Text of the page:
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Former Lodi woman ready to help on a missionary trip to Cambodia

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Posted: Thursday, January 8, 2009 10:00 pm

A nurse who is a fourth-generation Lodian is traveling to Cambodia to help child prostitutes and those who work for low wages in garment and other industries.

Nannette Grinnell

Nannette Grinnell, 58, will spend most of the next two years helping impoverished Cambodians with their basic needs. In the process, she will introduce them to Christianity in a land she describes as 99-percent Buddhist.

"She's just an unusual person and outstanding," said Arilee Pollard, a family friend from Lodi.

Working through Operation Mobilization, Grinnell will join missionaries from throughout the world in helping the poor on her mission.

"It was a lifelong dream to do it, but I never had the opportunity," said Grinnell, who spent the past week visiting her mother, Betty Grinnell, in Lodi.

Grinnell has been a registered nurse for 35 years, including two years at Stockton's Dameron Hospital before taking a similar position at Kaiser Permanente in South Sacramento in 2007. She moved to Texas six months ago to stay with her grown daughter before going overseas.

After training, Grinnell will focus primarily on children, some of whom haven't reached puberty, who are victims of the sex industry and labor practices in other fields that would violate American child labor laws.

What is Operation Mobilization?

  • An international Christian mission organization since 1957. The group spreads the gospel, begins new churches and responds to natural disasters and refugee situations.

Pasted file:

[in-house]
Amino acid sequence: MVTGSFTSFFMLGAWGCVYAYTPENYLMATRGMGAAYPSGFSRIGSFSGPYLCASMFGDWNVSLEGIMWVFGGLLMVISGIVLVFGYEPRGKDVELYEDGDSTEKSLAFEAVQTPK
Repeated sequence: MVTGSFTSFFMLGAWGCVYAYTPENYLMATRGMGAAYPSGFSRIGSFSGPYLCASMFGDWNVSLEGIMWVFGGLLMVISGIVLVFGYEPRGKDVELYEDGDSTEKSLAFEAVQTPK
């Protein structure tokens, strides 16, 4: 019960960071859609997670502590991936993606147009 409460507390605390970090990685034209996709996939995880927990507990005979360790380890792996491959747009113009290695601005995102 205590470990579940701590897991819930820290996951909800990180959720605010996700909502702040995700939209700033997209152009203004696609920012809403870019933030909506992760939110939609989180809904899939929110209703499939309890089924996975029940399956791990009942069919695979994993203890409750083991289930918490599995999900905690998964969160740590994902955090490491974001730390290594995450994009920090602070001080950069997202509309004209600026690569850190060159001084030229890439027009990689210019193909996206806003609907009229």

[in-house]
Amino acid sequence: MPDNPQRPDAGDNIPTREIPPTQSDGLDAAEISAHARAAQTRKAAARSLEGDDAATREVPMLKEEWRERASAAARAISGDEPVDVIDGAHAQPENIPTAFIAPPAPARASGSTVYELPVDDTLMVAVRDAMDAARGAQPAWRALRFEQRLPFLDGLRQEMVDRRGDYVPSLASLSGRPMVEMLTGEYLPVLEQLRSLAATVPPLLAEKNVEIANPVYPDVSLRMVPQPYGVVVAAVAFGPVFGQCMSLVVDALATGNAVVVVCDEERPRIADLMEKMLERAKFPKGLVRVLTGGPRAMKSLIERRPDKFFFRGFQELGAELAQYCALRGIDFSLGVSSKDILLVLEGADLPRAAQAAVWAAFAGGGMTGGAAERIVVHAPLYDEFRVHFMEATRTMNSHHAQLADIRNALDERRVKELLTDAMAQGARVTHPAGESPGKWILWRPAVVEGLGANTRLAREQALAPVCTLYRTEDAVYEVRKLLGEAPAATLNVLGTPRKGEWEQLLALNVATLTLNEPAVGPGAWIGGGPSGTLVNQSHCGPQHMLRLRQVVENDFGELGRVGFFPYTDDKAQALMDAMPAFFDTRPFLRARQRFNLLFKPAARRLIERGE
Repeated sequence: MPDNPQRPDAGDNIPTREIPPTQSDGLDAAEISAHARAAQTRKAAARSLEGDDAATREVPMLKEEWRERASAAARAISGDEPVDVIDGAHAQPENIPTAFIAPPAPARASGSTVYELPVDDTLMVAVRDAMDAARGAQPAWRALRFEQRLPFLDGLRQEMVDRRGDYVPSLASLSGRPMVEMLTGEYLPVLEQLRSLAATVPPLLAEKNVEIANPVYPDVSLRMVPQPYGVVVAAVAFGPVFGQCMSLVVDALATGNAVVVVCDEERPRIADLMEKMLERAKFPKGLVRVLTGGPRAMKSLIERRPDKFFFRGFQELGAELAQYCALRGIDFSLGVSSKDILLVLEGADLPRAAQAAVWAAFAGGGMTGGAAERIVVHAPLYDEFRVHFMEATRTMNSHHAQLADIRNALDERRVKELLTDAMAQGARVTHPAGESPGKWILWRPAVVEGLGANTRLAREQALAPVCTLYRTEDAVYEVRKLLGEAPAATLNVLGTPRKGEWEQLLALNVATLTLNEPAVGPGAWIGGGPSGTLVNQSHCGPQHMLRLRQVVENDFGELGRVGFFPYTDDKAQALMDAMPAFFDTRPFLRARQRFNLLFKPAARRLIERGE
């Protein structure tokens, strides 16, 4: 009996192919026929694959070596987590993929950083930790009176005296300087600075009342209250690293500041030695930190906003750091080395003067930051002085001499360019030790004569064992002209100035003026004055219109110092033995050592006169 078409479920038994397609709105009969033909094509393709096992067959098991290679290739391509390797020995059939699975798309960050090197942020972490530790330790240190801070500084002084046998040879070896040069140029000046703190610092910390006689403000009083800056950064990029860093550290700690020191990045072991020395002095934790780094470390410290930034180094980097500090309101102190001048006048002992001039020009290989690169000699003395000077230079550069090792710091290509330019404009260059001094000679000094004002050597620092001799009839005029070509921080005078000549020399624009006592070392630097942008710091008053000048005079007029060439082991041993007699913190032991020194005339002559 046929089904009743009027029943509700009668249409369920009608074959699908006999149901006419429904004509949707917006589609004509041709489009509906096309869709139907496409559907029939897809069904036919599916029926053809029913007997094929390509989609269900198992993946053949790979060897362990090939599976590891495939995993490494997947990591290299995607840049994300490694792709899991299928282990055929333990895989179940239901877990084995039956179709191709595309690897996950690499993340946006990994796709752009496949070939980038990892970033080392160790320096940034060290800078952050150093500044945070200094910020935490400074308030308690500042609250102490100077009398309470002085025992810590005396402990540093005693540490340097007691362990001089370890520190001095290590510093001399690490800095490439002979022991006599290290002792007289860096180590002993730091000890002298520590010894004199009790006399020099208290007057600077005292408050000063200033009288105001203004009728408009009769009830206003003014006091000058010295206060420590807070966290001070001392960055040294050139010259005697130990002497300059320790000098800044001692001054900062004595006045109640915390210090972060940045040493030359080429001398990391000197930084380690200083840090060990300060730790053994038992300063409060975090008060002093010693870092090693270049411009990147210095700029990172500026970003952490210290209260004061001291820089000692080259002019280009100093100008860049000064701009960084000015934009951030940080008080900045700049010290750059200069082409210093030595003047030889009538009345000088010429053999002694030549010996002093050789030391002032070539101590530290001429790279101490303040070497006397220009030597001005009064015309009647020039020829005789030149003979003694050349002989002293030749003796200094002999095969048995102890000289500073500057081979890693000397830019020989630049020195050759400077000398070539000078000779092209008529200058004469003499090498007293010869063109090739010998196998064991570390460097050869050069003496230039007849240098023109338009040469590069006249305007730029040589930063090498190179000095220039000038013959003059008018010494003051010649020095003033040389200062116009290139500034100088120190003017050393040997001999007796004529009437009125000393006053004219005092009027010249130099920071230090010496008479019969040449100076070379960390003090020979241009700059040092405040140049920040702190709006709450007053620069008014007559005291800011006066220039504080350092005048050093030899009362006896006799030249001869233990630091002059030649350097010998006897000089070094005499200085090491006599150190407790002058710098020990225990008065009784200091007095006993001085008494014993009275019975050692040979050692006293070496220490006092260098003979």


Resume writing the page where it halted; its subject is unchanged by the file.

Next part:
• Headquarters in Tyrone, Ga.
  • Operates in more than 110 countries and on three ships.
  • It has more than 4,600 missionaries from 95 nations.
    Source: Operation Mobilization

    Cambodia at a glance

  • Population: 14.2 million.
  • Location: Southeast Asia, bordered by Vietnam, Laos, Thailand and the Gulf of Thailand.
  • Slightly smaller in size than Oklahoma.
  • Mostly low, flat plains with mountains in the north and southwest.
  • Government: Multiparty democracy under a constitutional monarchy.
  • 170,000 live with HIV/AIDS (2003 estimate).
  • Natural resources include oil and gas, timber, gemstones, iron ore, manganese, phosphates.
  • Became part of French Indochina in 1887.
  • Was in 13-year civil war beginning in 1978.
    Source: The World Factbook, Central Intelligence Agency

"It's culturally accepted there," she said.

Grinnell said she will enter an environment where many mothers have died of AIDS, leaving their children to be raised by grandparents or other legal guardians with no income. That's how children become exploited in sex, garment or other industries, she said.

The plan calls for missionaries to develop relationships with grandparents and guardians, provide parenting classes and place children in a day-care center so their guardians can go to work.

"We can't change the (Cambodian) government, and we can't change their economic status, but we can give them the hope of Jesus, because that's the only hope," Grinnell said.

Additionally, she plans to use her nursing training to get families plugged into whatever medical help is available.